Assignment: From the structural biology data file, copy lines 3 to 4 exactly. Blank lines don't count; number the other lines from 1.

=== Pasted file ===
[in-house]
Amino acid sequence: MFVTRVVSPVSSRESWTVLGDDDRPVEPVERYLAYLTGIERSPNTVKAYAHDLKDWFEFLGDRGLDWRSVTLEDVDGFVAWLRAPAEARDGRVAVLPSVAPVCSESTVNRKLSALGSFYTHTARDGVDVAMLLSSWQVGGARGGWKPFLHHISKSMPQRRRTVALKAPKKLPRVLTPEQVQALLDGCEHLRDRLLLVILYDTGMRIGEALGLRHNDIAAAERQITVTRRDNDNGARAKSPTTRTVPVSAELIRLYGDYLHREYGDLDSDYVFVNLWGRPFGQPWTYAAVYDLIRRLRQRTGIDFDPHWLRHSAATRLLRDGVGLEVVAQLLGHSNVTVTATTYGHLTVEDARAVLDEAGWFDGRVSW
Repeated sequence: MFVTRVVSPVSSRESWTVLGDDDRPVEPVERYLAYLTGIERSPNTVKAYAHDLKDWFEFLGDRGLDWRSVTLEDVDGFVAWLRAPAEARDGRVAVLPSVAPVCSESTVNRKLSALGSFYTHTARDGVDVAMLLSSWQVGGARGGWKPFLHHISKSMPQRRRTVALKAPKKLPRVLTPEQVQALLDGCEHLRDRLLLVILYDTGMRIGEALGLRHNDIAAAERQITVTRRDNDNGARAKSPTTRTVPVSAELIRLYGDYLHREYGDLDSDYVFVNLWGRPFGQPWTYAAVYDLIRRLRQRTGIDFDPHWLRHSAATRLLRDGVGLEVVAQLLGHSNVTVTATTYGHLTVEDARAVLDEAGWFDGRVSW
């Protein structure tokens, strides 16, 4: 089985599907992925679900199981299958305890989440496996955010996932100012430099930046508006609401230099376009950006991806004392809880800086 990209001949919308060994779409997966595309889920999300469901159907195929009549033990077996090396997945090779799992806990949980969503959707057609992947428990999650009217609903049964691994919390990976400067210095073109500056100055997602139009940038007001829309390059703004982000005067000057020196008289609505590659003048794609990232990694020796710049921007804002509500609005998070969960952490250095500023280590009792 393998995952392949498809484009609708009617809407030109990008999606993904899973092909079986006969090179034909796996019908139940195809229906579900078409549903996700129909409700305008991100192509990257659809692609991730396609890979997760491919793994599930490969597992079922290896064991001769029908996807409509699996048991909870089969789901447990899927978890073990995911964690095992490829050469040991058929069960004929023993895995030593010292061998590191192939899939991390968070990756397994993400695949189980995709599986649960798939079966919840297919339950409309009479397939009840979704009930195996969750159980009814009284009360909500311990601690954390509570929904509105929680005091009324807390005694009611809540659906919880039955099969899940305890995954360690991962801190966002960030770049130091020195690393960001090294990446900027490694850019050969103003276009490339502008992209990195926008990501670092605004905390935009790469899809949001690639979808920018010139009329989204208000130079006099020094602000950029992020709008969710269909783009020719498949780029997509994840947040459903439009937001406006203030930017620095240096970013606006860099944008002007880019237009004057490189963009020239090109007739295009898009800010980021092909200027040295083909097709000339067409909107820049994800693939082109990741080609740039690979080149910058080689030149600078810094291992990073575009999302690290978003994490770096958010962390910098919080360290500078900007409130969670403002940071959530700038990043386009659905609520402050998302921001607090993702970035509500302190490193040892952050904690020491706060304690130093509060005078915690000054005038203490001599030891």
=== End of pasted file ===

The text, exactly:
Repeated sequence: MFVTRVVSPVSSRESWTVLGDDDRPVEPVERYLAYLTGIERSPNTVKAYAHDLKDWFEFLGDRGLDWRSVTLEDVDGFVAWLRAPAEARDGRVAVLPSVAPVCSESTVNRKLSALGSFYTHTARDGVDVAMLLSSWQVGGARGGWKPFLHHISKSMPQRRRTVALKAPKKLPRVLTPEQVQALLDGCEHLRDRLLLVILYDTGMRIGEALGLRHNDIAAAERQITVTRRDNDNGARAKSPTTRTVPVSAELIRLYGDYLHREYGDLDSDYVFVNLWGRPFGQPWTYAAVYDLIRRLRQRTGIDFDPHWLRHSAATRLLRDGVGLEVVAQLLGHSNVTVTATTYGHLTVEDARAVLDEAGWFDGRVSW
């Protein structure tokens, strides 16, 4: 089985599907992925679900199981299958305890989440496996955010996932100012430099930046508006609401230099376009950006991806004392809880800086 990209001949919308060994779409997966595309889920999300469901159907195929009549033990077996090396997945090779799992806990949980969503959707057609992947428990999650009217609903049964691994919390990976400067210095073109500056100055997602139009940038007001829309390059703004982000005067000057020196008289609505590659003048794609990232990694020796710049921007804002509500609005998070969960952490250095500023280590009792 393998995952392949498809484009609708009617809407030109990008999606993904899973092909079986006969090179034909796996019908139940195809229906579900078409549903996700129909409700305008991100192509990257659809692609991730396609890979997760491919793994599930490969597992079922290896064991001769029908996807409509699996048991909870089969789901447990899927978890073990995911964690095992490829050469040991058929069960004929023993895995030593010292061998590191192939899939991390968070990756397994993400695949189980995709599986649960798939079966919840297919339950409309009479397939009840979704009930195996969750159980009814009284009360909500311990601690954390509570929904509105929680005091009324807390005694009611809540659906919880039955099969899940305890995954360690991962801190966002960030770049130091020195690393960001090294990446900027490694850019050969103003276009490339502008992209990195926008990501670092605004905390935009790469899809949001690639979808920018010139009329989204208000130079006099020094602000950029992020709008969710269909783009020719498949780029997509994840947040459903439009937001406006203030930017620095240096970013606006860099944008002007880019237009004057490189963009020239090109007739295009898009800010980021092909200027040295083909097709000339067409909107820049994800693939082109990741080609740039690979080149910058080689030149600078810094291992990073575009999302690290978003994490770096958010962390910098919080360290500078900007409130969670403002940071959530700038990043386009659905609520402050998302921001607090993702970035509500302190490193040892952050904690020491706060304690130093509060005078915690000054005038203490001599030891």